Silent Deliberations

We should learn to react with humanity.

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Jacob Breaks His Silence

Our patriarch Jacob responded to his son's horrible actions by crying out, "You have discomposed me, making me hated by the people here" (Genesis 34:30). You have messed everything up, he seems to say. You have messed up everything that we stand for, everything that we preach,everything that your ancestors have done before you. We followed God's directions and taught others the meanings of righteousness and compassion; you have rendered these lessons in effectual. The Holy words of our tradition, the intensity of our faith, our belief in a righteous and compassionate God, all are now vapid and vacuous because of your actions.

Jacob is no longer silent. In fact, his message to his sons was loud and clear--"ahartem oti!" You confound me! This is not my family; I do not recognize these actions. How did Shimon and Levi respond to their father's chastisement? They had no satisfying answer. When they should have apologized or at the very least remained silent in the face of their father's rebuke, they attempted to justify an unjustifiable act by asking simply, "should he treat our sister like a harlot?"

Contemplating Our Responses

This parashah can be seen as both support for and a challenge to Churchill's statement. The men of Shekhem who remained silent in the face of Dinah's abduction follow Churchill's words. Jacob, however, challenges Churchill's wisdom. Sometimes, a situation demands contemplative silence--a silence during which one may deliberate and decide on appropriate reaction. Jacob's sons, however, do not take their cues from their father's silence; they act with rash judgment, which permanently damages their lives. Perhaps Jacob,the wiser, elder statesman demonstrated a silence that Churchill might even have envied.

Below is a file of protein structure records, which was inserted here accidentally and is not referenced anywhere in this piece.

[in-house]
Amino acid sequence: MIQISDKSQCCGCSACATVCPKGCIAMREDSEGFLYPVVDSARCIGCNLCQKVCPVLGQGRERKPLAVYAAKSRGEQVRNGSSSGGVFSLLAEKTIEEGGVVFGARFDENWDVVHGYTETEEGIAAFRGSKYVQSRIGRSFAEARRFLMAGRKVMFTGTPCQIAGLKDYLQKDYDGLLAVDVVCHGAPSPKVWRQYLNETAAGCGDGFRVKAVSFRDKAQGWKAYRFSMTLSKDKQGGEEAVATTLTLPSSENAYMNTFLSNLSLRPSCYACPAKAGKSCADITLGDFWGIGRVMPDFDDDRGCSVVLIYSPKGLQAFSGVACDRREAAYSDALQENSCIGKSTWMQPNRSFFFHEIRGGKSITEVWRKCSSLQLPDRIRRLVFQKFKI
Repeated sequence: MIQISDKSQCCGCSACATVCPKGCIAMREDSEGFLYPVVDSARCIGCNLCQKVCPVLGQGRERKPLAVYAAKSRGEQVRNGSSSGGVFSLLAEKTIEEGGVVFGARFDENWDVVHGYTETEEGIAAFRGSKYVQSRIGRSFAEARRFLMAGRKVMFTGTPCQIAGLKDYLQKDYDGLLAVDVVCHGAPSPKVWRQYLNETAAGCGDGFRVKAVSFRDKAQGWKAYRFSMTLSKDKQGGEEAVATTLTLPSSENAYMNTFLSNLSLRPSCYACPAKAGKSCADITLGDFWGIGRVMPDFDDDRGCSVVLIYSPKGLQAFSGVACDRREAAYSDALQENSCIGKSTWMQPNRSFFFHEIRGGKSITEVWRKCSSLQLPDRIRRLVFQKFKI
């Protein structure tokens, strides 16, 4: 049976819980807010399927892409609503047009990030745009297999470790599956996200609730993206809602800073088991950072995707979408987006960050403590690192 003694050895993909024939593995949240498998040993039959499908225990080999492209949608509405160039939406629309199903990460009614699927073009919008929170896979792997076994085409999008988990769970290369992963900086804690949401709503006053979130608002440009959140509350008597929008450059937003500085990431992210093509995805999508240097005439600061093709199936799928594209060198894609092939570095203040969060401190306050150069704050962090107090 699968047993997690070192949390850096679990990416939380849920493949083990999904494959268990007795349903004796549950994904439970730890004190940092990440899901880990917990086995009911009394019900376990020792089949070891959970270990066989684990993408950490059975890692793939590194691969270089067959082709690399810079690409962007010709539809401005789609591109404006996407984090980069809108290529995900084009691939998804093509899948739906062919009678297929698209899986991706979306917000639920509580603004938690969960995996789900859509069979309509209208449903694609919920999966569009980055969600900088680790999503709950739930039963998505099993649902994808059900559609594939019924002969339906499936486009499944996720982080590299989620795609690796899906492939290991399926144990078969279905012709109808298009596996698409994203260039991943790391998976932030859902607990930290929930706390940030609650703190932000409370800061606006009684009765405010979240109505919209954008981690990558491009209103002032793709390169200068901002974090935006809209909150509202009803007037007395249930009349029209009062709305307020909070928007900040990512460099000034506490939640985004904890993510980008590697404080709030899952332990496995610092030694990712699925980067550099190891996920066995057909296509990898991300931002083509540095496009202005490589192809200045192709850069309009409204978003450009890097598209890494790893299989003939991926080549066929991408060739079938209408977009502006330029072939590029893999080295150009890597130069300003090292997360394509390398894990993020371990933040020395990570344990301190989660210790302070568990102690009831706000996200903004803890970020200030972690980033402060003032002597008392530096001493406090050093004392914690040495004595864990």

In a society where instant reaction and instant messaging is the norm, we could take a few cues from our patriarch, Jacob. Acting without our God-given gift of intelligent reasoning, we damage our present and our future. May we take the time to live in the silent moments and then react with humanity.

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Rabbi Marc Wolf

Rabbi Marc Wolf is assistant vice-chancellor of The Jewish Theological Seminary